We’ve got 43 maple trees and two black walnut trees tapped. 18 maples were tapped yesterday in the back woods (plus the one right by the driveway).
The big maple by the river, that I’ve been waiting to tap since we found it … had nothing! Hopefully sap starts flowing there too. The other trees, though, were drip, drip, dripping steadily
For the last few years, we’ve talked about mapping out our maple trees — we track which ones we tap, when we tap them, and occasionally try to track how much sap the tree produced. Which is difficult when the tree is labeled as “second down from planter on driveway” or “the next, next one by neighbor”. It seemed like we should be able to use our phones to tag each location — ideally while there are still leaves on the trees so we could denote them as sugar, red, etc.
We settled on an open source app that uses Open StreetMap — https://github.com/osmandapp/OsmAnd/ — there’s no convenient way for Scott and I to simultaneously edit the data set, but we can export the file on one phone and import it onto the other so we are both looking at the same points. Each tree is numbered, and there is a note with the type of tree and how many taps.
Now we know we are at tree #27 (the phone’s location will show up as a blue dot).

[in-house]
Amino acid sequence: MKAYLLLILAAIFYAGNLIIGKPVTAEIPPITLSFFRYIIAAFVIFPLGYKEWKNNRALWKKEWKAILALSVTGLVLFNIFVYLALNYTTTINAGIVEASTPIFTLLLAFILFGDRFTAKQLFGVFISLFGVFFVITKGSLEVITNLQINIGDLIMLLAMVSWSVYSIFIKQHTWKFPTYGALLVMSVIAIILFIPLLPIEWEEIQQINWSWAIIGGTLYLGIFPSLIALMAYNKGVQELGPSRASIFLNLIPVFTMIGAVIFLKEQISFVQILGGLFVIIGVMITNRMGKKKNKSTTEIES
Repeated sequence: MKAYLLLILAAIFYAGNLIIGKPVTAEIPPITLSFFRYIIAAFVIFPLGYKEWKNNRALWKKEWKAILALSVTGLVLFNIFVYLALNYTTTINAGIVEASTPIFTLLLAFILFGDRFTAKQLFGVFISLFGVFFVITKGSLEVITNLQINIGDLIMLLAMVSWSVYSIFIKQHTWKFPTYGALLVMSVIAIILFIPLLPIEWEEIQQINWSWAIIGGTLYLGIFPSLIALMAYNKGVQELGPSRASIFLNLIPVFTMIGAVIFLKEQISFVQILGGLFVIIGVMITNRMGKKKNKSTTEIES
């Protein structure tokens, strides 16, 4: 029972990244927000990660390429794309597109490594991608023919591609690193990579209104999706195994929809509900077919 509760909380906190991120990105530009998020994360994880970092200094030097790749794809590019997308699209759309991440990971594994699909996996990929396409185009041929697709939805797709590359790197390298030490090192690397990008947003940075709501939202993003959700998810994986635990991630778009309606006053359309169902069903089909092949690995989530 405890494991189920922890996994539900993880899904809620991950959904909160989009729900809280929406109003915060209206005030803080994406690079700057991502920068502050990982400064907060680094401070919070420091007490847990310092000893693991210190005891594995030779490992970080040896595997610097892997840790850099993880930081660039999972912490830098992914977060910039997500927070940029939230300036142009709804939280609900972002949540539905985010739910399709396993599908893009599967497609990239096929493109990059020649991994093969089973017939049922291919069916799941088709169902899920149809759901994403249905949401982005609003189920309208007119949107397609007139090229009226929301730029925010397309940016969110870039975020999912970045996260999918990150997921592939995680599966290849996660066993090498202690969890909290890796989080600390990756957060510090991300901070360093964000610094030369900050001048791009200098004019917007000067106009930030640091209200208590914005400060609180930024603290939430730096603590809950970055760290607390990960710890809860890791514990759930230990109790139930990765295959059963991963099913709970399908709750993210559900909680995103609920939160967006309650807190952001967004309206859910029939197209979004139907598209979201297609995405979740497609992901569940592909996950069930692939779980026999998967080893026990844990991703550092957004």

Instead of taps with a hook for a bucket (which seemed, to me, like it would put a lot of stress on the tree!), we use ratchet straps to hold our maple buckets. One end of the “S” is passed into the fabric loop that holds the other “S” — and that other “S” becomes our bucket hook. I like the bright orange straps because it makes finding trees in the woods very easy (bright white buckets look obvious too, but they can hide behind the tree).
Our first set of buckets has large holes drilled into the lids — which are great for larger trees with multiple taps. But the new buckets we bought this year have tube-sized holes to prevent rain from leaking into the bucket.
We tapped trees for the last few days and have our first sap collection — thirteen five-gallon buckets (not completely full, but around 4.5 gallons per bucket … so not 65 gallons but at least 58.5 gallons) waiting to run through the reverse osmosis.
This year, our starting sap measured around 1.006-1.008 SG at around 50 degrees. The reverse osmosis is running at just under 100 psi (at 100 psi, we are not getting any sugar water out). The output sugar water is measuring at 1.022 … which is 3.7 times as concentrated as before we filtered the sap.
The flow rate is about a gallon every ten minutes, or six gallons an hour.
Anya likes to thank the maple trees with a hug — sap is flowing as we tap the trees.
We started tapping the maple trees for the year — we have a couple of (really!) warm days but it looks like we are going to have quite a few freeze/thaw cycles over the next ten days.
The big sugar maple in our front yard has budded out — no more sap from it this year!